Ah, fathers. We rarely appreciate all the furniture-moving and grass-mowing and turkey-carving these guys do, and their “pull my finger” jokes seldom get the laughs they expect. But in honor of Father’s Day on June 15, we thought we’d showcase a few of the gems that blu staffers’ dads have bestowed on them, providing a lifetime of knowledge—and maybe some amount of confusion, too. Hey, we can’t all be Ward Cleaver …
My pop has always said, “It’s better to have it and not need it than to need it and not have it.”
“Always leave a place cleaner than you found it,” my dad has said. To this day, I will pick up conspicuous pieces of trash on sidewalks and parking lots, to make the local environment nominally more beautiful (or at least, less ugly). This advice was also most valuable career-wise, when wanting to use the company machine shop. Cleaning up debris after using the band saw, drill press and the like, and clearing out detritus that wasn’t mine, the mechanical engineers and techs were pleased to let me work in their shop. I would leave it in better shape than when I started.
“Watch out for the turkey azzes, kid!”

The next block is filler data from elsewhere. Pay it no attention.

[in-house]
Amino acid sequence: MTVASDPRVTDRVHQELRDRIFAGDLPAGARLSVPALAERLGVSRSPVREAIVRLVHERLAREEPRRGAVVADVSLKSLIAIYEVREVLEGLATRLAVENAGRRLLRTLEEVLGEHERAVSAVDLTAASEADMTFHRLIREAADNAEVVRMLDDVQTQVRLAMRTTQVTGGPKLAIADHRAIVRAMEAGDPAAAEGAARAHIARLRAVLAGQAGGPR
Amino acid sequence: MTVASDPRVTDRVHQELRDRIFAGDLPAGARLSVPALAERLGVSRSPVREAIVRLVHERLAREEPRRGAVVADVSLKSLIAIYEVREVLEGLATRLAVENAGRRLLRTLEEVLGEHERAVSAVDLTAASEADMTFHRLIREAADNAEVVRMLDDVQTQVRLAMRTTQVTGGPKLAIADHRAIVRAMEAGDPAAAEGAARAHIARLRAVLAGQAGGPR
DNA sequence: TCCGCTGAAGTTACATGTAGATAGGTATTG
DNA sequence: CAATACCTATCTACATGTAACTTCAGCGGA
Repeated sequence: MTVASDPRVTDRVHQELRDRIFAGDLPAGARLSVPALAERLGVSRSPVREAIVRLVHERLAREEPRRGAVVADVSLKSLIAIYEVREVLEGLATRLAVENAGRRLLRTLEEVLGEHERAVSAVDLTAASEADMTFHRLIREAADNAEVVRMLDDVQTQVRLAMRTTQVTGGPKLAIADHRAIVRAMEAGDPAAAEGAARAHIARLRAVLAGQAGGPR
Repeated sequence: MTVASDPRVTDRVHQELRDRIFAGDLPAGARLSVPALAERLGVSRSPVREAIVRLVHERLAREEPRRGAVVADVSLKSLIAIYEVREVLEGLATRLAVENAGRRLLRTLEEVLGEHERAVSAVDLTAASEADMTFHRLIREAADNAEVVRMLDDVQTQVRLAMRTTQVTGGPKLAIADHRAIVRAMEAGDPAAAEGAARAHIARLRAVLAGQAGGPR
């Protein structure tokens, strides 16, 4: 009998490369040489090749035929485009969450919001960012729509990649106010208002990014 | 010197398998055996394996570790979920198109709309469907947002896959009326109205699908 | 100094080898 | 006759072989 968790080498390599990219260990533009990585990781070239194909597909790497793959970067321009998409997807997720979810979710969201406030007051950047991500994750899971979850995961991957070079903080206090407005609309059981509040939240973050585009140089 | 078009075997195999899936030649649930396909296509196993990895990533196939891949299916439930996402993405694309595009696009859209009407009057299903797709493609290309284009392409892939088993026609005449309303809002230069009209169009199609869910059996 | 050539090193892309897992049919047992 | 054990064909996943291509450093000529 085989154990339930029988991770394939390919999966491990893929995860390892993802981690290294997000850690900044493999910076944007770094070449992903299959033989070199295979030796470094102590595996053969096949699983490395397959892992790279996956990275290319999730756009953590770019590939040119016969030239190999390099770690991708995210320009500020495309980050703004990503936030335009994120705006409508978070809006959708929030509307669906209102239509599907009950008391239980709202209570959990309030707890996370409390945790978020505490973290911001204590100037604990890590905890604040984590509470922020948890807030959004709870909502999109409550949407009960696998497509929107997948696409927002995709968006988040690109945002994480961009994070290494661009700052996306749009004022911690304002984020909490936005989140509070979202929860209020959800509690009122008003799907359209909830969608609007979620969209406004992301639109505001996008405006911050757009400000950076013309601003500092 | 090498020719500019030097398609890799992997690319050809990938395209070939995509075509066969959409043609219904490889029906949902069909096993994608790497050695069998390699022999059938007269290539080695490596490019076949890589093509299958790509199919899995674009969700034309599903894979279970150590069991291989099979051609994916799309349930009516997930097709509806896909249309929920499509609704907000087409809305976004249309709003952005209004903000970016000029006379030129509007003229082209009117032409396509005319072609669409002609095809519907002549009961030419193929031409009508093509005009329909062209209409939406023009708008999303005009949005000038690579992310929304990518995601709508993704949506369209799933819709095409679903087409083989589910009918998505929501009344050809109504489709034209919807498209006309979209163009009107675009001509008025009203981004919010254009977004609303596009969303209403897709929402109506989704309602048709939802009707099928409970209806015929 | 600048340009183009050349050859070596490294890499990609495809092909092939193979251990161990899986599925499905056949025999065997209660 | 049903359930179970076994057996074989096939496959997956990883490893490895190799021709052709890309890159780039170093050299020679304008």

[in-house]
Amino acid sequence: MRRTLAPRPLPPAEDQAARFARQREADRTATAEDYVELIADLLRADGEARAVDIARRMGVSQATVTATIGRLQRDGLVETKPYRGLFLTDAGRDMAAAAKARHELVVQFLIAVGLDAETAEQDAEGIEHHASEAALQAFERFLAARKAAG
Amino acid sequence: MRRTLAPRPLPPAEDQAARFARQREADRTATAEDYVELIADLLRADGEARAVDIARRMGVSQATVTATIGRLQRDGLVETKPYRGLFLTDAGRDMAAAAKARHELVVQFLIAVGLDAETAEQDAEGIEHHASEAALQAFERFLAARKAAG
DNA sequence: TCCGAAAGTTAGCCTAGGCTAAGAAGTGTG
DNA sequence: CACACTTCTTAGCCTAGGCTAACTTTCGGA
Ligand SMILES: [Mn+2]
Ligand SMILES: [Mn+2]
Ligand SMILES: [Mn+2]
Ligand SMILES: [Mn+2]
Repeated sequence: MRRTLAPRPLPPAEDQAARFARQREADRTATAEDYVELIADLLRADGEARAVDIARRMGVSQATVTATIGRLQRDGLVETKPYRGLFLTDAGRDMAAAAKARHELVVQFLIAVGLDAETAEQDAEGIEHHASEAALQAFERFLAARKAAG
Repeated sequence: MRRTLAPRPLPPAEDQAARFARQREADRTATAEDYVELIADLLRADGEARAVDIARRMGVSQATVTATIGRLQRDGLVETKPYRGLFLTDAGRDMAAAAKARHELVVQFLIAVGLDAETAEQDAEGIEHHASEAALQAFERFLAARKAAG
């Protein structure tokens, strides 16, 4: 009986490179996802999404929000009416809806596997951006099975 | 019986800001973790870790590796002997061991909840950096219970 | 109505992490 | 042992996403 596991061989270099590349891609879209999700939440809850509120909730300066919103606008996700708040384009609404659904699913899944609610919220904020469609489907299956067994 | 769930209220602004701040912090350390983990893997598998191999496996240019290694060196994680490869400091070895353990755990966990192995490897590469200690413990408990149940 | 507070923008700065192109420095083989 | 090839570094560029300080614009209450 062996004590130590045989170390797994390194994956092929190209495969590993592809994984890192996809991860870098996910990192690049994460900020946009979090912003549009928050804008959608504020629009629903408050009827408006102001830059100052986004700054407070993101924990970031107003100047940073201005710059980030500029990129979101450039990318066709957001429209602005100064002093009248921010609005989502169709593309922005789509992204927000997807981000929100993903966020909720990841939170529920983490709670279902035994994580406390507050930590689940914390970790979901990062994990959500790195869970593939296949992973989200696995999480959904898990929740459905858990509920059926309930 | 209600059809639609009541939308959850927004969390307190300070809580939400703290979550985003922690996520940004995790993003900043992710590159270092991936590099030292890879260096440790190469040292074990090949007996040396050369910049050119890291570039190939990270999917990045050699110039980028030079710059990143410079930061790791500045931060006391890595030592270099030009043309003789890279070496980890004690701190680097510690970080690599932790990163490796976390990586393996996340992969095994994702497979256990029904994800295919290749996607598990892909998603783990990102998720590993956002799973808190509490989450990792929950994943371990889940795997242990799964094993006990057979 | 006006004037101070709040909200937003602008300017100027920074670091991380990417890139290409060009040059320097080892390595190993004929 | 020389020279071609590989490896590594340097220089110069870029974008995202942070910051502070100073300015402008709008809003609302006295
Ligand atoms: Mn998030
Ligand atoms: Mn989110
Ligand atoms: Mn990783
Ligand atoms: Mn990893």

As a kid, if my dad thought you were asking for too much, or something stupid, he’d say, “Wish in one hand and s#%t in the other … and see which one you get first.” Yep, my dad was a real jewel.
My contribution is a lesson I learned from my dad when I was about 7 and started doing chores and earning allowance. My dad told me, “Work is how you earn money. Your quality of work will take you further sometimes than even your education can. So, anything you do, do it the best you can. Your name is on everything you do; never allow anyone to say you did your job half-a$$!” My dad taught me work ethic and the value of hard work, and for that I am grateful!
1) Oatmeal is better than no meal.
2) If you have one good friend for life, you’re lucky.
3) What is a man? Responsibility.
Well, my dad has a bunch of stupid things he would say to my brother and me. His favorite, though, was probably, “Off your a$$ and on your feet. Out of the shade and into the heat.” He also said, “It’s on like a pot of neck bones.” Still have no clue what that means, but I guess I don’t speak the language of redneck very well.
My dad, after anything painful would happen and we’d tell him about it, would say, “It’s your imagination.”
My dad used to yell at us to close the fridge door … “I’m not paying to cool the whole damn neighborhood; close the door!”
My dad, when you asked too many questions: “You writin’ a book? Cause if you are, kiss my a$$ and make it a love story!” The best things I learned as a kid were sarcasm and cuss words. Very useful tools.
“Take a spoonful of cement and harden the f*@k up.”